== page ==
On (Continued) Reading Slumps

Somehow, quite inexplicably, it is now April, and I still haven’t read a book since January. Behold, the Great Reading Slump of 2018. (That is definitely worthy of italics).

Sadly, reading slumps are not uncommon for me, and when they hit, they hit me hard. Indeed, in 2016 I wrote a post entitled On Reading Slumps, when I failed to read a book in a calendar month and felt compelled to justify my position.

Accompanying this particular diatribe was my personal set of top tips for overcoming a reading slump, most of which still ring true two years later, and as such I have included them for reference:

  1. Accept and embrace it
    Instead of moping about being stuck in a slump, do something different, or something you’ve been wanting to do for ages: marathon the latest Netflix show, catch up with friends and family, or try knitting, golf, baking (or any other activity). At some point that activity you want to do is read!
  2. Read a genre you wouldn’t normally read
    I often find the best way for me to get out of a reading slump is to read some non-fiction; either an autobiography or a comedy memoir. If you usually read YA, try an adult crime novel, or if you lean towards historical fiction, pick up a fantasy. A little bit of variety is a great way to uncover unexpected gems.
  3. Read short books
    Avoid the George R.R. Martin’s of the world and pick up a few novellas, graphic novels or short stories – you’ll be out of your slump in no time!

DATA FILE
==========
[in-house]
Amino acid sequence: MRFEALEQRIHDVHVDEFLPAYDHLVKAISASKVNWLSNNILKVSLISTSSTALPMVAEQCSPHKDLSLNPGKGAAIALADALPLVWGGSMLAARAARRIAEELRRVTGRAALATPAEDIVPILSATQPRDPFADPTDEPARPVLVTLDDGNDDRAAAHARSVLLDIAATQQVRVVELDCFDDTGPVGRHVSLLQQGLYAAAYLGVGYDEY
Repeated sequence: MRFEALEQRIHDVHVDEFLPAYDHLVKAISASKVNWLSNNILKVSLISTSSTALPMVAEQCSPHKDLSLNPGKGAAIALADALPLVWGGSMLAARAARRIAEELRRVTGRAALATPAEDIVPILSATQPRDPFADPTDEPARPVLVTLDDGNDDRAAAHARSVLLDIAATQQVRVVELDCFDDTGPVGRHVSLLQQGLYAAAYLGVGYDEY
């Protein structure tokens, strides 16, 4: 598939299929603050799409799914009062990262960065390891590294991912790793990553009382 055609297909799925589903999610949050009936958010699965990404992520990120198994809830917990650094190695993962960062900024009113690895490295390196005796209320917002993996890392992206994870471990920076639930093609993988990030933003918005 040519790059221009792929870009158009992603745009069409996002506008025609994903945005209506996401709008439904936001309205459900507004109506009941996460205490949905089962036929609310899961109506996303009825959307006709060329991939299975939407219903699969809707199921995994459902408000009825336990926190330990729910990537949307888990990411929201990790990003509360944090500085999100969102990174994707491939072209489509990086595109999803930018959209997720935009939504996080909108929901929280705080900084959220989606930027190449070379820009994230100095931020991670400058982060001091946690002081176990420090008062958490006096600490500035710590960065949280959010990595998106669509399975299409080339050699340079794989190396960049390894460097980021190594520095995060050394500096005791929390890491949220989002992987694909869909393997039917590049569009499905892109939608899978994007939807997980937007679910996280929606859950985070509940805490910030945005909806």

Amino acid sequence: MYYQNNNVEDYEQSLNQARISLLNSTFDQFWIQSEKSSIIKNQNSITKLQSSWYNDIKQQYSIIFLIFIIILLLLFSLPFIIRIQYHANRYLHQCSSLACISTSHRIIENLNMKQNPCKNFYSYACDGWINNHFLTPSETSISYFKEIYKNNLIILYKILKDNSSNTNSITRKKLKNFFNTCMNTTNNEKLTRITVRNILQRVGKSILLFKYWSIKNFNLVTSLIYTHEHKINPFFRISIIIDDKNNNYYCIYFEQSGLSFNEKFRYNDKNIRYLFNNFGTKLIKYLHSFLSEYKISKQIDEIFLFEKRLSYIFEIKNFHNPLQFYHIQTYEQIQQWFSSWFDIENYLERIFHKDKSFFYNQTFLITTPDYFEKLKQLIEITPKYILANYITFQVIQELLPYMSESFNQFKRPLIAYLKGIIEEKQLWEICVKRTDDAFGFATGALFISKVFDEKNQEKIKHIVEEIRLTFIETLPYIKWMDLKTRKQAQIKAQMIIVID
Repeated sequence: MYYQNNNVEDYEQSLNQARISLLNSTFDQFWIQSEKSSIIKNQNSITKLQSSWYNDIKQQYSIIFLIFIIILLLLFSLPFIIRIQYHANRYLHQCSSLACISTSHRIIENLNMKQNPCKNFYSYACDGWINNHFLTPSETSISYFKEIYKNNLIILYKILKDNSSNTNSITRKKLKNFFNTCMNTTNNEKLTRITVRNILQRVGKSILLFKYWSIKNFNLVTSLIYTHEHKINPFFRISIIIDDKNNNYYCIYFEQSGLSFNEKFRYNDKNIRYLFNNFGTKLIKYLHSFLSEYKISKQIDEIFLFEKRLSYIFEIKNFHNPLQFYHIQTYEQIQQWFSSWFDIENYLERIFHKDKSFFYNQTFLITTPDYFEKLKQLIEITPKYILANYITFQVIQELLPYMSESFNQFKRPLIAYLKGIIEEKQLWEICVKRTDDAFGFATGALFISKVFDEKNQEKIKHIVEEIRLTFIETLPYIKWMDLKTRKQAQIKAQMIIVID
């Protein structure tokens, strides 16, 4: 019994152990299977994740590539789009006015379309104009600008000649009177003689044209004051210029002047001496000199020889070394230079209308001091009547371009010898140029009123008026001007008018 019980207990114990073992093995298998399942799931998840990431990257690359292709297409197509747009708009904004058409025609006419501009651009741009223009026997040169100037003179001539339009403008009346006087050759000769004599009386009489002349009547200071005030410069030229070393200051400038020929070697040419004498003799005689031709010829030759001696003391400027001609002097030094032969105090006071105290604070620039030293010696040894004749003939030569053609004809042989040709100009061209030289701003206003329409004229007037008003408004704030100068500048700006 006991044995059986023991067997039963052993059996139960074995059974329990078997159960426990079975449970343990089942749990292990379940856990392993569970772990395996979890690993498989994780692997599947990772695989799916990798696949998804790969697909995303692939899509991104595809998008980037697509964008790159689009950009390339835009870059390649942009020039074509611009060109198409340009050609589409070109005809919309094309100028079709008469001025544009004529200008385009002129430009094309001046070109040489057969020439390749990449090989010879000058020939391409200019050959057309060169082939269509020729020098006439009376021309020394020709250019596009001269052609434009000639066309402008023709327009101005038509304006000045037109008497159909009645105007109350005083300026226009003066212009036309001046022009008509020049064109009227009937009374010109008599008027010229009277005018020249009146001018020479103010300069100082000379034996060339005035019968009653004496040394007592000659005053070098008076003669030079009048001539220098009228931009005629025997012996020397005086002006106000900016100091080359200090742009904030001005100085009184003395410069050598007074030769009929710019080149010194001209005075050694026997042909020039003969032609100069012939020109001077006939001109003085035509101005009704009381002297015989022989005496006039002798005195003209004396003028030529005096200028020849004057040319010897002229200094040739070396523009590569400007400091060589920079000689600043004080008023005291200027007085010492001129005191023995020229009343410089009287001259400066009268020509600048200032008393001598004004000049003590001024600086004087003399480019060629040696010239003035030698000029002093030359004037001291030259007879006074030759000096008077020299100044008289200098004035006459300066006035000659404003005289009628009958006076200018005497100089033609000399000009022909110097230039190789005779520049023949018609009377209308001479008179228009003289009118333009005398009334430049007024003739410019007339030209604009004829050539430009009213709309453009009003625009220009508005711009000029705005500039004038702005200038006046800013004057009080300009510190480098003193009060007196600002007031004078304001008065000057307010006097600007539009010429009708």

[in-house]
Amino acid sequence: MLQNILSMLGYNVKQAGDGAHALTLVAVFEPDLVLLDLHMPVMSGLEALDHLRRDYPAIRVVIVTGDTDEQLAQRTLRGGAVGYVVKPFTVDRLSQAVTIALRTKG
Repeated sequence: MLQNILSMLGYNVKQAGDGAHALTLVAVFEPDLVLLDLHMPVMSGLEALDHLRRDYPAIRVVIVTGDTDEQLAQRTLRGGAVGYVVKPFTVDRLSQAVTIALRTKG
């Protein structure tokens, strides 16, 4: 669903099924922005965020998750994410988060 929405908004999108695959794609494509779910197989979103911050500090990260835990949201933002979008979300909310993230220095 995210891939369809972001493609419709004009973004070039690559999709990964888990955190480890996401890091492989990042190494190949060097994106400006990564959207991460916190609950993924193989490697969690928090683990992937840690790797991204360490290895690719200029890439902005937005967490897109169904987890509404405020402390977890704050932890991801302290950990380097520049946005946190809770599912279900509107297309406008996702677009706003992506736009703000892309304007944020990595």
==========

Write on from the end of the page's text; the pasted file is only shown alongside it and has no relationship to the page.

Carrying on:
4. Visit a bookstore, book signing or dedicated event
    I tend to find that by physically surrounding myself with people who love talking about books, it pulls me out of my stupor – indeed this past weekend I’ve been at YALC, amongst hundreds of fellow booklovers and authors, and it (I think) is having the desired effect in motivating me once more.
  5. Listen to an audiobook
    Sometimes reading a book in a different format is a perfect deviant from your typical routine: for me, this means listening to an audiobook or two. My favourite are autobiographies read by the author themselves, but I also listen to the odd classic to increase variety in my reading.
  6. Re-read an old favourite or read a new book by a favourite author
    Harry Potter, in one form or another, is my go to series. I might read the odd chapter here and there, or listen to Stephen Fry’s incredible narration.

At the beginning of March, as highlighted by my blog post On Not Reading, I have in many ways embraced my current reading slump (see point #1), or, at the very least, accepted it. That being said, with the beginning of my Dissertation fast approaching, I really need to crack on and (at least) start reading relevant literature for my English MA. Fortunately, I am currently relaxing in the South of France, full of drive and determination (et beaucoup de vino) to do just that. Cheers to that.

For more content, visit @charlottebibliophile on Goodreads, Instagram and YouTube


2 thoughts on “On (Continued) Reading Slumps

  1. I agree on several of these things. For me, audiobooks help me push through, even if it’s just a re-listen of Harry Potter or something else I love. Great list!

Leave a Reply

Fill in your details below or click an icon to log in:

WordPress.com Logo

You are commenting using your WordPress.com account. Log Out /  Change )

Google photo

You are commenting using your Google account. Log Out /  Change )

Twitter picture

You are commenting using your Twitter account. Log Out /  Change )

Facebook photo

You are commenting using your Facebook account. Log Out /  Change )

Connecting to %s

This site uses Akismet to reduce spam. Learn how your comment data is processed.